When a Safety Precaution Becomes a Safety Issue
If you’re going to relocate to Charleston, South Carolina be sure to remember one thing: live and work on the SAME side of a bridge. Avoid, if possible, crossing a bridge on a daily basis. If you are looking to visit the Holy City, be aware of potential traffic delays.
For those unfamiliar with the Charleston area, although it’s beautiful and rich with culture and history, the infrastructure isn’t the best in terms of traffic. The city is surrounded with rivers, resulting in multiple bridges serving as the main roadways to access various areas. The map below provides a visual of the bridges throughout the greater Charleston area. The bridges are highlighted in yellow.
If it rains, forget about arriving anywhere on time. If there’s an accident on one of the bridges, expect to be in standstill traffic. If you’re attempting to drive anywhere during rush hour – I hope you have great music or a podcast because you will be sitting in your car for a long period of time. These examples are daily occurrences when you have 66,351 employed civilians driving to and from work and crossing one or more bridges.
Imagine adding in an accident involving an SUV and fuel tanker on the famous Ravenel Bridge, closing it down for more than eight hours. It happened on May 25, 2015. According to the city’s paper, The Post and Courier, 77,000 drivers utilize the bridge daily. The weather also plays an important part of bridge-traffic management, even in the South.
“In late January 2014, chunks of melting ice dropped from the Ravenel Bridge cables and towers in the wake of an unusually fierce winter storm that hit a few days earlier. At least nine people called 911 to report damaged vehicles after the bridge reopened to traffic, and the bridge closed for an additional six hours.”
Most recently, on Wednesday, July 19, Charleston commuters experienced yet another traffic calamity during the afternoon rush hour. A powerful storm swept over the city; prompting a severe thunderstorm advisory from the National Weather Service. Afternoon storms are not uncommon for Charleston, but what was different about this storm was the crisis that occurred on the Don Holt bridge (circled in red on the above map). The 6-lane steel bridge was covered with a protective netting to catch debris from construction. At the peak of rush hour, the netting fell onto passing vehicles. A safety precaution turned into hazard during one of the busiest travel times of the day.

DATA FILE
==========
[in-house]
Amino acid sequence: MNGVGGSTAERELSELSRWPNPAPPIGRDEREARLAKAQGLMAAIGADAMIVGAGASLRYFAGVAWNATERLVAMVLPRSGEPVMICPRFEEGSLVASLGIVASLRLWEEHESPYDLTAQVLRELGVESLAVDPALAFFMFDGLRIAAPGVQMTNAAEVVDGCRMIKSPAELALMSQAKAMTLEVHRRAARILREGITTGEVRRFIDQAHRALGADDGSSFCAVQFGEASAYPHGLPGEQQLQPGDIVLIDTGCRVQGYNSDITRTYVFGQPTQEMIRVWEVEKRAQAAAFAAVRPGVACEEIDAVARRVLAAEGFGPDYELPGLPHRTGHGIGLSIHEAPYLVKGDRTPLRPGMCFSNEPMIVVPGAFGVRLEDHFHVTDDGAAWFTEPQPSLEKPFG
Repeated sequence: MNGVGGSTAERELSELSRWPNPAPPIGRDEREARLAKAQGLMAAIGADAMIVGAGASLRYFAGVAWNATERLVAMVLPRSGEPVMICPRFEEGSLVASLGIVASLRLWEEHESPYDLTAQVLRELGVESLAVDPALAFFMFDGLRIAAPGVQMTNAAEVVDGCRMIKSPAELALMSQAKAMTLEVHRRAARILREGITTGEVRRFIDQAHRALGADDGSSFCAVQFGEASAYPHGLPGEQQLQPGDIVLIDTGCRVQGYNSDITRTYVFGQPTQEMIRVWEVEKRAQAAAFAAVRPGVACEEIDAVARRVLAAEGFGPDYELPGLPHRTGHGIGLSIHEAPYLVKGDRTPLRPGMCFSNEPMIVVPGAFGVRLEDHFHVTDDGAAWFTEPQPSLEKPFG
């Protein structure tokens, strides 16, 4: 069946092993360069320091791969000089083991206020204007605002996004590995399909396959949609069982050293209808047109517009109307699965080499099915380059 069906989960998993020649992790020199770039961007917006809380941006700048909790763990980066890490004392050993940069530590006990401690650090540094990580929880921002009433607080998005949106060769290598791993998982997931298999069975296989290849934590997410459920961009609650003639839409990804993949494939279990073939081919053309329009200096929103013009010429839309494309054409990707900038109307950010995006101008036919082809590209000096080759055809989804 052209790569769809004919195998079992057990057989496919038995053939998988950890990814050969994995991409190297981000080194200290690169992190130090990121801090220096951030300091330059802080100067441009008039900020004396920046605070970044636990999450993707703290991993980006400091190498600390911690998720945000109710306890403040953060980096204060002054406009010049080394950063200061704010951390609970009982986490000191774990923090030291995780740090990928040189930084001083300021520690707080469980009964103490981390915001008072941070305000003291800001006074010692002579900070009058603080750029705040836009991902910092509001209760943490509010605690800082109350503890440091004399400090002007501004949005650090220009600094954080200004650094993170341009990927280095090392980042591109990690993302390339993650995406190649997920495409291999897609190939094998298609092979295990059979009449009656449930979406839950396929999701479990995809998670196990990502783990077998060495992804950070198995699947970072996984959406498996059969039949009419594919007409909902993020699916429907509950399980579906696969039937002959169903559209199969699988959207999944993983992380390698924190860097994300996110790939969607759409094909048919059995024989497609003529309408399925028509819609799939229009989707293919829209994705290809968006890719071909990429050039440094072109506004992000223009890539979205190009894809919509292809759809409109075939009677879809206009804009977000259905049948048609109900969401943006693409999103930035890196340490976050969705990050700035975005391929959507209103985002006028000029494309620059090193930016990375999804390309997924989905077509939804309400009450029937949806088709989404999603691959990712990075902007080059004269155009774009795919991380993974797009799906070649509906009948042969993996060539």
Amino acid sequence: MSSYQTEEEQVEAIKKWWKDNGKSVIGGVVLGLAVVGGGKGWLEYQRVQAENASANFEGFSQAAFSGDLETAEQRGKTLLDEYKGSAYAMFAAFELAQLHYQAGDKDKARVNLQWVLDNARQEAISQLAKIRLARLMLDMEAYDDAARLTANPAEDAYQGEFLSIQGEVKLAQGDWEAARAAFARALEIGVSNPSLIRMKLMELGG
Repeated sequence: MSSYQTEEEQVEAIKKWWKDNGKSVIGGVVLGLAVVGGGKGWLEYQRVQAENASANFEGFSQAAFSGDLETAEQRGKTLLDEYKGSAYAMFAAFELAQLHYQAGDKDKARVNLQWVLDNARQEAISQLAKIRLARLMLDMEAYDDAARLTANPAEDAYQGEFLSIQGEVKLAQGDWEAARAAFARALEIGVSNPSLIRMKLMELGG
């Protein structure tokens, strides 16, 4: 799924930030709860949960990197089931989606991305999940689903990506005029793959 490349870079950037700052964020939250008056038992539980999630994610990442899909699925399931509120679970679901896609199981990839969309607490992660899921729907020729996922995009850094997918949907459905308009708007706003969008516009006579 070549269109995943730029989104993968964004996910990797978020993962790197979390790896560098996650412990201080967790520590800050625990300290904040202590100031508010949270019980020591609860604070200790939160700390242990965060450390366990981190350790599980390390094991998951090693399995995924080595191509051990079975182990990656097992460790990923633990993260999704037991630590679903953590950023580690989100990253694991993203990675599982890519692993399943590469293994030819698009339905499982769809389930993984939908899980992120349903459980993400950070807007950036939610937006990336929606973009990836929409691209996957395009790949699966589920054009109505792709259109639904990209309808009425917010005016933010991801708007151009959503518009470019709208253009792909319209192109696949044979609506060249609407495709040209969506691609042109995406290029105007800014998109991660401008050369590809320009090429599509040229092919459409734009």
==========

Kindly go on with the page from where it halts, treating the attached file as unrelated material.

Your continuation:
According to the Post and Courier, “…traffic came to a standstill around 5:10 p.m. from both directions of the bridge after netting, tarps and cables fell onto the span, according to statements by the North Charleston and Charleston police departments.
About 10 to 12 vehicles were trapped under a fallen tarp, said Spencer Pryor, a North Charleston police spokesman. All occupants were rescued.”
Although no injuries were reported, the fallen tarp prompted lane closures, in addition to stranded commuters and damaged vehicles.
Every Crisis is a Human Crisis
The tarp/netting was ultimately brought down by a storm, however, concerned drivers were reporting the tarp’s instability days prior to the accident. One motorist called 911 and stated:
“The Don Holt bridge, where they’ve covered it up for painting it, the top cover is flapping,” the caller said. “It’s a huge canvas. I think it could come completely loose and hit cars and cause havoc and lives lost.”
Ignoring a potential problem will not resolve the issue. Upon the first call, the netting should have been checked for loose ends; potentially avoiding the crisis that would ensue days later. Additionally, the netting should have been monitored closely, especially with a high-powered storm passing through the city.
Fortunately, the scene was cleared by 7:10 a.m. ET the next day without injuries. By that time, however, citizens were commuting back to work. Traffic across the low country was backed up for the commute due to travelers taking alternate routes.
Prepare for the Known and the Unknown
Every employer must understand that situations can and will occur, preventing employees from arriving to work. Preparing for a tarp to fall on one of your local roadways may not be a part of your plan; however, employees being stranded and unable to make it to work should be in your crisis plan.
If tasks and projects can be completed remotely, ensure employees have the accessibility to work from a different location. Things to consider if employees can work remotely:
- Should employees be administered company-owned laptops?
- Do employees need to work under a secure internet connection? If so, ensure employees know work cannot be conducted via open wifi channels, like in a coffee shop or a library.
If work cannot be conducted remotely, implementing a two-hour delay may be of benefit. The travel time two hours later can be significantly improved.
Don’t fall victim to ‘it won’t happen here.’ Employers across Charleston may not have anticipated a tarp falling on a bridge and closing a major highway for more than 12 hours. What they could have, and should have planned for, was a situation resulting in employees not arriving to work on time, or arriving at all.
We are not recommending planning for exact details – because details cannot be predicted. What you can predict are overarching problems, like employees being stranded during their commute. Sit down with management and explore protocols to take if half of your workforce is absent for a day or longer.
Plan, document and practice for situations that will strike your organization. It is better to be proactive in the planning process than reactive in the management process.
And if you are inclined to visit Charleston, please be sure to take a drive to Rainbow row and Waterfront Park; but also be aware of traffic during storms and rush hour.